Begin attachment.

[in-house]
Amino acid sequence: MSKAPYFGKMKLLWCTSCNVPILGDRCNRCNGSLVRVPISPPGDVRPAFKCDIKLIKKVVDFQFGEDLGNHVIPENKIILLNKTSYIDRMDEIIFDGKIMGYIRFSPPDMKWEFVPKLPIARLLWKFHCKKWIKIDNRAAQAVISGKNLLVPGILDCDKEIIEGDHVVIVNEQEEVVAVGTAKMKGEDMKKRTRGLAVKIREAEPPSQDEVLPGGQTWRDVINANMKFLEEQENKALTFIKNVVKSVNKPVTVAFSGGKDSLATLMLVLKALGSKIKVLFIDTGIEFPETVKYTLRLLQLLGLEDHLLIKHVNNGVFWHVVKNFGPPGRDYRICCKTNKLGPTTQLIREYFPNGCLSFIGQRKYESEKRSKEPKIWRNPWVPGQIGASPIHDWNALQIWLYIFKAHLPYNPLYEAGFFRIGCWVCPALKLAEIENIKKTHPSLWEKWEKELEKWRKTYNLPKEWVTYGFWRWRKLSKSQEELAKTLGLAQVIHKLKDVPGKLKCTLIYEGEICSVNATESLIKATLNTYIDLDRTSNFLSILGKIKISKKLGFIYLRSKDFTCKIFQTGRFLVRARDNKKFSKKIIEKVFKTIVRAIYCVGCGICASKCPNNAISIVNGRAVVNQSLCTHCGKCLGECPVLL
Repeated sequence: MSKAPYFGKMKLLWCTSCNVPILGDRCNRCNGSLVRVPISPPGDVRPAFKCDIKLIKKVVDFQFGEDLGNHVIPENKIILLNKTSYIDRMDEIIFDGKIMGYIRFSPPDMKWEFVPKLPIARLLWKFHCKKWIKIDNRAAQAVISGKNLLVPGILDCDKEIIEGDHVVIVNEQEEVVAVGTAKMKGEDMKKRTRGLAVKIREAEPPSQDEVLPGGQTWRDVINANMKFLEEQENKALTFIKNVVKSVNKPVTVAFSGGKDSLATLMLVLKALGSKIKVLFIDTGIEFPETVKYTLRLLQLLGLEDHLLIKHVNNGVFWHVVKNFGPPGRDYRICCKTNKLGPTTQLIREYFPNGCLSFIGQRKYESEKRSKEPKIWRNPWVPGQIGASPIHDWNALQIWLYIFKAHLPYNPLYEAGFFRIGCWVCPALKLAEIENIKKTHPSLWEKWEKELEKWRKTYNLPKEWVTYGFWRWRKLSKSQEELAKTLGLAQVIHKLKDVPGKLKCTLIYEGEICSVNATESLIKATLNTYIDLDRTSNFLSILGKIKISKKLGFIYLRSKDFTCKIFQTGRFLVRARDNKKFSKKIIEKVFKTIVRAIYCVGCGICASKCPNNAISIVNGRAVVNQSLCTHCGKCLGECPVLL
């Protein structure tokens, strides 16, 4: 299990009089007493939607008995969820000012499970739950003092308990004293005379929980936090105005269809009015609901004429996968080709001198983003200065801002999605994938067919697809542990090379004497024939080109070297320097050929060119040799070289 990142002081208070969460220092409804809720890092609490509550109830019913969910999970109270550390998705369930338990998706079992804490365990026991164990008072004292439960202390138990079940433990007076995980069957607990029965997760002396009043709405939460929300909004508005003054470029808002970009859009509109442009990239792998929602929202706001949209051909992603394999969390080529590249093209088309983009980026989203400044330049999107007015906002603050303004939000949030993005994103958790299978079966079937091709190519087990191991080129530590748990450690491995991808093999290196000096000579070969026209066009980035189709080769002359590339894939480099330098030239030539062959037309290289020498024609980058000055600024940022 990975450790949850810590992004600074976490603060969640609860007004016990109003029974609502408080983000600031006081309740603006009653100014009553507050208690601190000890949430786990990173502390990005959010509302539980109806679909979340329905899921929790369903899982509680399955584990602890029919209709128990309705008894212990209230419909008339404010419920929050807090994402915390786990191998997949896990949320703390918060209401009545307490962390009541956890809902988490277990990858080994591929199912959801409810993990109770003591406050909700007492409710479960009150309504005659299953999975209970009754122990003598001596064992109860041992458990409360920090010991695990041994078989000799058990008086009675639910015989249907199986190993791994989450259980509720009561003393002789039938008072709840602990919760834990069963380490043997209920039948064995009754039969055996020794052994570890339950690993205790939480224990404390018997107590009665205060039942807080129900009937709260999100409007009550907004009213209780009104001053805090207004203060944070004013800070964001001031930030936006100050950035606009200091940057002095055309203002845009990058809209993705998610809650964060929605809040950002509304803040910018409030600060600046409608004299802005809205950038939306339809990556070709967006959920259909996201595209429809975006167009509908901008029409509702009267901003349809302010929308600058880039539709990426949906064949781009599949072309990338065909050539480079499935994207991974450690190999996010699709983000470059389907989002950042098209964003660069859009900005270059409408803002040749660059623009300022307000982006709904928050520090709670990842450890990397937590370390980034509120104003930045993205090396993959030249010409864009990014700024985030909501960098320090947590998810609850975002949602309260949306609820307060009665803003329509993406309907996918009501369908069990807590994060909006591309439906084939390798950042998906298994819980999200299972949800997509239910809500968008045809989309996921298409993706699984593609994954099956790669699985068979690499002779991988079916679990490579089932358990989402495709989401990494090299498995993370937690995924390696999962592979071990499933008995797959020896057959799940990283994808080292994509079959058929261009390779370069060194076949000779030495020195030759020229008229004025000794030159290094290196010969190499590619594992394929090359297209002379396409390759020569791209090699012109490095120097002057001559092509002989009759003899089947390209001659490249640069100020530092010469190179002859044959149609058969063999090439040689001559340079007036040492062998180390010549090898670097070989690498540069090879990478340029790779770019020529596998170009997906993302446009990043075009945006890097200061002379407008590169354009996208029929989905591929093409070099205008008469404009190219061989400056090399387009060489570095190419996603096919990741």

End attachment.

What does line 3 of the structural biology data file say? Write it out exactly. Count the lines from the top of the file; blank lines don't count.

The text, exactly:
Repeated sequence: MSKAPYFGKMKLLWCTSCNVPILGDRCNRCNGSLVRVPISPPGDVRPAFKCDIKLIKKVVDFQFGEDLGNHVIPENKIILLNKTSYIDRMDEIIFDGKIMGYIRFSPPDMKWEFVPKLPIARLLWKFHCKKWIKIDNRAAQAVISGKNLLVPGILDCDKEIIEGDHVVIVNEQEEVVAVGTAKMKGEDMKKRTRGLAVKIREAEPPSQDEVLPGGQTWRDVINANMKFLEEQENKALTFIKNVVKSVNKPVTVAFSGGKDSLATLMLVLKALGSKIKVLFIDTGIEFPETVKYTLRLLQLLGLEDHLLIKHVNNGVFWHVVKNFGPPGRDYRICCKTNKLGPTTQLIREYFPNGCLSFIGQRKYESEKRSKEPKIWRNPWVPGQIGASPIHDWNALQIWLYIFKAHLPYNPLYEAGFFRIGCWVCPALKLAEIENIKKTHPSLWEKWEKELEKWRKTYNLPKEWVTYGFWRWRKLSKSQEELAKTLGLAQVIHKLKDVPGKLKCTLIYEGEICSVNATESLIKATLNTYIDLDRTSNFLSILGKIKISKKLGFIYLRSKDFTCKIFQTGRFLVRARDNKKFSKKIIEKVFKTIVRAIYCVGCGICASKCPNNAISIVNGRAVVNQSLCTHCGKCLGECPVLL